- The Washington Times - Thursday, September 5, 2013

Mexico City council members are mulling whether or not to legalize marijuana sales and smoking — as long as the activity takes place in specially created smoking clubs — as a means of tamping down violence in the nation from drug cartels and traffickers.

Ex-President Vicente Fox favored the legalization of marijuana while serving in 2000-2006, seeing it as a simple way of cutting out the drug violence, Agence France-Presse reported. But whether council members in the capital  will follow suit remains to be seen. Moreover, current President Enrique Pena Nieto opposes legalization of the drug’s sales.

Esthela Damian, a council member with the ruling Democratic Revolution Party, said the proposals at hand would allow for individuals to grow up to three cannabis plants and would also establish a group of “nonprofit private clubs” for smokers to gather, AFP reported. Ms. Damian called the club idea a feasible one, especially if workers kept records of members and their accompanying consumption levels, AFP reported.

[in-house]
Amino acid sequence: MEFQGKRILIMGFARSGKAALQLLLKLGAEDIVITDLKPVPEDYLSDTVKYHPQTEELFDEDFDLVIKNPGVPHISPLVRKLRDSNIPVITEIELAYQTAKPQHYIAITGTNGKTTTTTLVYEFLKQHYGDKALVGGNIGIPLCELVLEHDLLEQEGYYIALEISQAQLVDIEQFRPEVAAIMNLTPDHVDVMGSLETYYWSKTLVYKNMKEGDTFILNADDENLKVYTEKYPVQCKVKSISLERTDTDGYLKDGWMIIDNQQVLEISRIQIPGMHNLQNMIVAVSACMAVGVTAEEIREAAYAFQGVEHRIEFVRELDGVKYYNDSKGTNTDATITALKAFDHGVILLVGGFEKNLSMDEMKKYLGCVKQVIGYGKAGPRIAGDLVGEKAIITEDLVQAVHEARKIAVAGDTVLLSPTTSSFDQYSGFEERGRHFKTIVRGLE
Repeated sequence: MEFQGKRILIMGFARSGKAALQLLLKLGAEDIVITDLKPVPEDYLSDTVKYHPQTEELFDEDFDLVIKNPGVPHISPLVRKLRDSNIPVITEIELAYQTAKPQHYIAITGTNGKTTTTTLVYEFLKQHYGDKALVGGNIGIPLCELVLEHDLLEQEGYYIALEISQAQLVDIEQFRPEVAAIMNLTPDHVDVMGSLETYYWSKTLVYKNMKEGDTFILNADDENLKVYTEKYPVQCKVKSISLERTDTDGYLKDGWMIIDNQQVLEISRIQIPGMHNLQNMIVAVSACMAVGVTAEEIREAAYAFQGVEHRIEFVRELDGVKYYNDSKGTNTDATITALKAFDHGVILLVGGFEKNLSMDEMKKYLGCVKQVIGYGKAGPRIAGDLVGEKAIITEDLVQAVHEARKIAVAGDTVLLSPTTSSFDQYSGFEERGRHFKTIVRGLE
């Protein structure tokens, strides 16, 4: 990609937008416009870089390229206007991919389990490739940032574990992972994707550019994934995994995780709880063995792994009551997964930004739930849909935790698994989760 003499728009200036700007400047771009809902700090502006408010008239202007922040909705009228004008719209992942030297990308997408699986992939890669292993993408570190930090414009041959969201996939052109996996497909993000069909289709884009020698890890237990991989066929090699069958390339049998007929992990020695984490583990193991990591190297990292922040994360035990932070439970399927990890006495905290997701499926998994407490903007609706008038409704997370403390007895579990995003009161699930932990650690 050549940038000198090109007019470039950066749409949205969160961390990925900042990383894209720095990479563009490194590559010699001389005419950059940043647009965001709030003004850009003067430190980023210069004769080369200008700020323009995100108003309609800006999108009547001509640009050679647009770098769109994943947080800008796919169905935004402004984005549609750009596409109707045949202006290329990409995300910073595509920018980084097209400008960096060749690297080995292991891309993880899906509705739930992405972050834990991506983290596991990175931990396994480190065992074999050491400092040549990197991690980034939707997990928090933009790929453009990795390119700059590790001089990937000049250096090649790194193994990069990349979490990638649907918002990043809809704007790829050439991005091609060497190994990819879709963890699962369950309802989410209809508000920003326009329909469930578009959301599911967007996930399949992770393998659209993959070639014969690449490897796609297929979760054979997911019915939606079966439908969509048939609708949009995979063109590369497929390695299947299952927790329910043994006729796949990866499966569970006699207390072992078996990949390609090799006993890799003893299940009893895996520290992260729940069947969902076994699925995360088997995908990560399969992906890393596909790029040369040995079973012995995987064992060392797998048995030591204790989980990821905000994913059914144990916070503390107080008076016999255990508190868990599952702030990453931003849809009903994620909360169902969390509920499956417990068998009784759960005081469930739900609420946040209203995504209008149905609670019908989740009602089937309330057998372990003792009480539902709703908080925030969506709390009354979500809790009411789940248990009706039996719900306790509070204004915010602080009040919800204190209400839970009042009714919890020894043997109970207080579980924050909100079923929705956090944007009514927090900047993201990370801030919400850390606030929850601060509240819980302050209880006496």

But Mr. Pena Nieto said he favors more security policy reforms, including the addition of troops to fight drug traffickers.

Nearly 9 million people live in Mexico City, and another 11 million in nearby suburbs. Currently, residents in the city can have up to 5 grams of marijuana for personal use, but growing and selling the plant is illegal.



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